Fast Five Quiz: Knee Osteoarthritis Presentation and Diagnosis

James Monroe Laborde, MD, MS

Disclosures

May 18, 2022

According to the American College of Rheumatology Clinical Classification Criteria, a clinical diagnosis of knee pain owing to OA can be established if three of the following history and physical examination findings are present: age > 50 years, morning stiffness lasting < 30 minutes, crepitus on active movement, bony tenderness, bony enlargement, and no palpable warmth of the synovium.

Symptoms of knee OA may precede radiographic changes suggestive of OA by years. Although radiographic examination is not routinely used to diagnose OA, imaging may confirm uncertain OA or an alternative diagnosis.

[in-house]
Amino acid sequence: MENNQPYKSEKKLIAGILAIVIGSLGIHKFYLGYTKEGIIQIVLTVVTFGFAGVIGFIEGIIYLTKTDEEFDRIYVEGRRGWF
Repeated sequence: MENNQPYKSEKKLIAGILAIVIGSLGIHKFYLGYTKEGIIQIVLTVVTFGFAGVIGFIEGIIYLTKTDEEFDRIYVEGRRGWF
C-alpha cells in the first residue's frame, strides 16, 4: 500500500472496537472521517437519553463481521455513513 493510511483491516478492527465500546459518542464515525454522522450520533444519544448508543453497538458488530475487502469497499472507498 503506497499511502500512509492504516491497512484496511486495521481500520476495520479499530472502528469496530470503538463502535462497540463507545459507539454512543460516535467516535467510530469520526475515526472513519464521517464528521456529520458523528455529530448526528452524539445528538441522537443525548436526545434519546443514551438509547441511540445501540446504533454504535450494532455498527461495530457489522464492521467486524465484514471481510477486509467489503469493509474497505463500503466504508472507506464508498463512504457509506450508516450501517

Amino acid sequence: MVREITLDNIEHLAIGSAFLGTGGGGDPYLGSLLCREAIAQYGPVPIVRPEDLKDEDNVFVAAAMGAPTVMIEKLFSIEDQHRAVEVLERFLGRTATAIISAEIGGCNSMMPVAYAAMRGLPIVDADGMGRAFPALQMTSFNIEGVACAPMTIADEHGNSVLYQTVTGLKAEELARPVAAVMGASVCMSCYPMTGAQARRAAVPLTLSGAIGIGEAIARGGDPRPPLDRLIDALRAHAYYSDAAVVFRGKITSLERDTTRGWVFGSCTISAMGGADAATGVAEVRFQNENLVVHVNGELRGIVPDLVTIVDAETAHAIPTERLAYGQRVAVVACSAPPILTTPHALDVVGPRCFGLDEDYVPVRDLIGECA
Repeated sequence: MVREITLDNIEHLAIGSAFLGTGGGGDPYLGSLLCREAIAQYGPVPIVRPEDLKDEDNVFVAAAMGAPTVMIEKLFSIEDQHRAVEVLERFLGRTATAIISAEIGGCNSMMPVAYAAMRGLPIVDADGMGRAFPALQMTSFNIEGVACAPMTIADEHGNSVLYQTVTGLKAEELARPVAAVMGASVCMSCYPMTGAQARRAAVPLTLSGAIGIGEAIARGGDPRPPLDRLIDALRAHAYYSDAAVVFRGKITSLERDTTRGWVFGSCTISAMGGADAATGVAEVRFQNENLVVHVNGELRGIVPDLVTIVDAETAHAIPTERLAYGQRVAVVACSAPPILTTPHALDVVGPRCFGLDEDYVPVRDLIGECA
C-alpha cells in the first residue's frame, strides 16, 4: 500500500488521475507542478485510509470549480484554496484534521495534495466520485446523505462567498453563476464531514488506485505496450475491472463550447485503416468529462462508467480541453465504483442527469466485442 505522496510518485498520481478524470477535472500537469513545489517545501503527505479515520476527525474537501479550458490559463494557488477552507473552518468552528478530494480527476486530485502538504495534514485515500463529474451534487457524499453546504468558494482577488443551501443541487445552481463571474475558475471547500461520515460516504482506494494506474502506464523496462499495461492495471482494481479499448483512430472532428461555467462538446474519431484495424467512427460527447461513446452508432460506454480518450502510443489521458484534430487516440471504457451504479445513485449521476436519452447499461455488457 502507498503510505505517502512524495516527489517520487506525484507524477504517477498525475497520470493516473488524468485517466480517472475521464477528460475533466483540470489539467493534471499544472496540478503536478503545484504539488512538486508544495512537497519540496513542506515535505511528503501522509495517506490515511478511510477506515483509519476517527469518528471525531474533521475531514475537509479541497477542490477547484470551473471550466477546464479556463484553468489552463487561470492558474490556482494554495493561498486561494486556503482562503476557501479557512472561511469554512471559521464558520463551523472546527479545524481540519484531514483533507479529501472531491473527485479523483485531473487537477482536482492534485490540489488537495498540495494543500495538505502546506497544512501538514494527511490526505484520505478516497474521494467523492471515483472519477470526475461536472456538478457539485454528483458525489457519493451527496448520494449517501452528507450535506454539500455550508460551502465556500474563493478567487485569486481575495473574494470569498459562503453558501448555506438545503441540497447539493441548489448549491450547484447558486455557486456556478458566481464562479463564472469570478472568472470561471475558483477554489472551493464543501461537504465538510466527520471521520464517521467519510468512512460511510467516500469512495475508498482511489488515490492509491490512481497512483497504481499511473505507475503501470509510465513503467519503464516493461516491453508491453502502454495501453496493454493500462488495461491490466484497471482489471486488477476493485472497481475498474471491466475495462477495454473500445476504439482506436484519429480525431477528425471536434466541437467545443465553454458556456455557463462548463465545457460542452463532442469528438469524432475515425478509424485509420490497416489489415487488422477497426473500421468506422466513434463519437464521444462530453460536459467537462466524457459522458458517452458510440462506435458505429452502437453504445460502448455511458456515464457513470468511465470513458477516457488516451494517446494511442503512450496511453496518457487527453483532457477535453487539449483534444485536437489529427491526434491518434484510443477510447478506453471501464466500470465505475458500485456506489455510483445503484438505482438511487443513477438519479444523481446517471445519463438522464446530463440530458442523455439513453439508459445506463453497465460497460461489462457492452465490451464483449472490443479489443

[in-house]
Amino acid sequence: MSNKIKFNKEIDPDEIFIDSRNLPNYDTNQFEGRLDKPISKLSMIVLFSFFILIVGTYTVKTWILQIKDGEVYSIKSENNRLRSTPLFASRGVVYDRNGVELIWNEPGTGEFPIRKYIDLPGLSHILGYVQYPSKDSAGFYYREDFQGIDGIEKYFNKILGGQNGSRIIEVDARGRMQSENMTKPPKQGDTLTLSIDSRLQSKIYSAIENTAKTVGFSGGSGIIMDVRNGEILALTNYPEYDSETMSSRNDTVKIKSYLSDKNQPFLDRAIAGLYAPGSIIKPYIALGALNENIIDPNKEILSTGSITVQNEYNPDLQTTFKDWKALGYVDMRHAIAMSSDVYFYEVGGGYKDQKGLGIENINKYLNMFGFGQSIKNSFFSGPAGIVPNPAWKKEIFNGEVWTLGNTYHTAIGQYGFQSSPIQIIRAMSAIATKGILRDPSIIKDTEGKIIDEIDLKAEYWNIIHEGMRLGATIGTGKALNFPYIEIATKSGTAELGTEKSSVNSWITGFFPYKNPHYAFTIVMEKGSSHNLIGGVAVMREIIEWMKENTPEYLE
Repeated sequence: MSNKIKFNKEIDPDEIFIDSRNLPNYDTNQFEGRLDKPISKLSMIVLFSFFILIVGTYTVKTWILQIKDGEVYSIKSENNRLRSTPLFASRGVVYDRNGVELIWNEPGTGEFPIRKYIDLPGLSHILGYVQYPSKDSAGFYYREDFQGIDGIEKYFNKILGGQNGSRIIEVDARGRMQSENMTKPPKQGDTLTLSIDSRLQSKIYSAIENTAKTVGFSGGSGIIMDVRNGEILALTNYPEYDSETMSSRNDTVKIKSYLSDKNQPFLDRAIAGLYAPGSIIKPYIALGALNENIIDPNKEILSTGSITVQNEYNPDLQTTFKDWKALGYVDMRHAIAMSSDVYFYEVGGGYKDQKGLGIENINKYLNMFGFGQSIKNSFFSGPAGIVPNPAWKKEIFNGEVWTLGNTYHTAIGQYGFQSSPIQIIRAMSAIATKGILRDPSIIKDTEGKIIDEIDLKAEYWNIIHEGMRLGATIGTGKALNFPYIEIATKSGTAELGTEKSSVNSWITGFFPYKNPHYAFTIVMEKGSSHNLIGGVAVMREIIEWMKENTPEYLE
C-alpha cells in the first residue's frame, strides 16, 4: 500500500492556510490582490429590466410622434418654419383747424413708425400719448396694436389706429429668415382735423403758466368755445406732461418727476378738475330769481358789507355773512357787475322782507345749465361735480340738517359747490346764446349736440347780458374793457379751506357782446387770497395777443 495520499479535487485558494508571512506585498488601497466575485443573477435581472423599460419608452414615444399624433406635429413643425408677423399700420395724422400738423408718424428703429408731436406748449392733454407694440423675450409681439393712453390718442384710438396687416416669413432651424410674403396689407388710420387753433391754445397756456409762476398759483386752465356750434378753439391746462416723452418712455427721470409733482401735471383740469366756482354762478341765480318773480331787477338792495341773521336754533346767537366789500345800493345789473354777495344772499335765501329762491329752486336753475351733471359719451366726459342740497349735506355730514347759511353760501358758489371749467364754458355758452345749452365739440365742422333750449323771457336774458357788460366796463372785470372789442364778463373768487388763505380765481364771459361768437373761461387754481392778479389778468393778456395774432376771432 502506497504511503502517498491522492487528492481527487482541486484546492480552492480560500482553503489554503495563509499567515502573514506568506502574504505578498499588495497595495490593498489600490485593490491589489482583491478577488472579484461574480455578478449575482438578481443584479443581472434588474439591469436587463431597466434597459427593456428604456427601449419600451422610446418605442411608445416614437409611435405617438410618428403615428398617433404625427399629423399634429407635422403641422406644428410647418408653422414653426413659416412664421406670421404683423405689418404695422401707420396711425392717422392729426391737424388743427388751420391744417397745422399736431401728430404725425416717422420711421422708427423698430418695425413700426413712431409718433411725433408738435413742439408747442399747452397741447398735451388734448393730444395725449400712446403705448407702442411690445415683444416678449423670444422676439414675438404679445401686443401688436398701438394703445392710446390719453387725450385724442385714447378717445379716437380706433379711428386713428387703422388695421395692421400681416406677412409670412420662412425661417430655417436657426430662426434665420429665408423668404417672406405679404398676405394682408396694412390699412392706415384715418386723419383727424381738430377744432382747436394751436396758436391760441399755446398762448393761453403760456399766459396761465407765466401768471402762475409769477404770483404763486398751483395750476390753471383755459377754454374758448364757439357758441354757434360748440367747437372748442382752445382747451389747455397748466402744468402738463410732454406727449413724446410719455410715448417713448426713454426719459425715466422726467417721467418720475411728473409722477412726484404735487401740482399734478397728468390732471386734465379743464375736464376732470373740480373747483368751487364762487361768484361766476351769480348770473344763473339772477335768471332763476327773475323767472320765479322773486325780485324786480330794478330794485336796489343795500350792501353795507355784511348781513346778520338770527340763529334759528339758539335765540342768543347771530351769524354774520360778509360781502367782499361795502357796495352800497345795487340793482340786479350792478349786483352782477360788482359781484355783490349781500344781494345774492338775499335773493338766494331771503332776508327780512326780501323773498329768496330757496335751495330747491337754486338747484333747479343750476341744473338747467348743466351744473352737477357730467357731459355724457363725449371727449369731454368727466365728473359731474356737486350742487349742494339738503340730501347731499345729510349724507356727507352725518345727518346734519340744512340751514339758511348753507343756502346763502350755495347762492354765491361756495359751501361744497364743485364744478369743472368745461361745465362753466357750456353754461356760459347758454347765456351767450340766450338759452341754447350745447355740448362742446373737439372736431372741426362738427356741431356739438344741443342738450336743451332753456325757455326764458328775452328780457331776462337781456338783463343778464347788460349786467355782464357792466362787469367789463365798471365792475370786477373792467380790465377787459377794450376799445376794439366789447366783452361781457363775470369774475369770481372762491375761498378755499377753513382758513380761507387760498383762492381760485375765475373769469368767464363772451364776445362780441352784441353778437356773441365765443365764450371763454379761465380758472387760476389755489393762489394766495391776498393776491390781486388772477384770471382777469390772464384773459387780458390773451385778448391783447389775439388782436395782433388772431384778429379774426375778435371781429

Laboratory findings are typically within normal reference range and may be used in addition to history and physical examination findings for the diagnosis of knee OA: erythrocyte sedimentation rate < 400mm/hour and rheumatoid factor < 1:40. Although cartilage and bone-derived biomarkers have been identified in subtypes of OA, no biomarkers have proved reliable for the diagnosis of knee OA.

Learn more about OA.

Comments

3090D553-9492-4563-8681-AD288FA52ACE
Comments on Medscape are moderated and should be professional in tone and on topic. You must declare any conflicts of interest related to your comments and responses. Please see our Commenting Guide for further information. We reserve the right to remove posts at our sole discretion.

processing....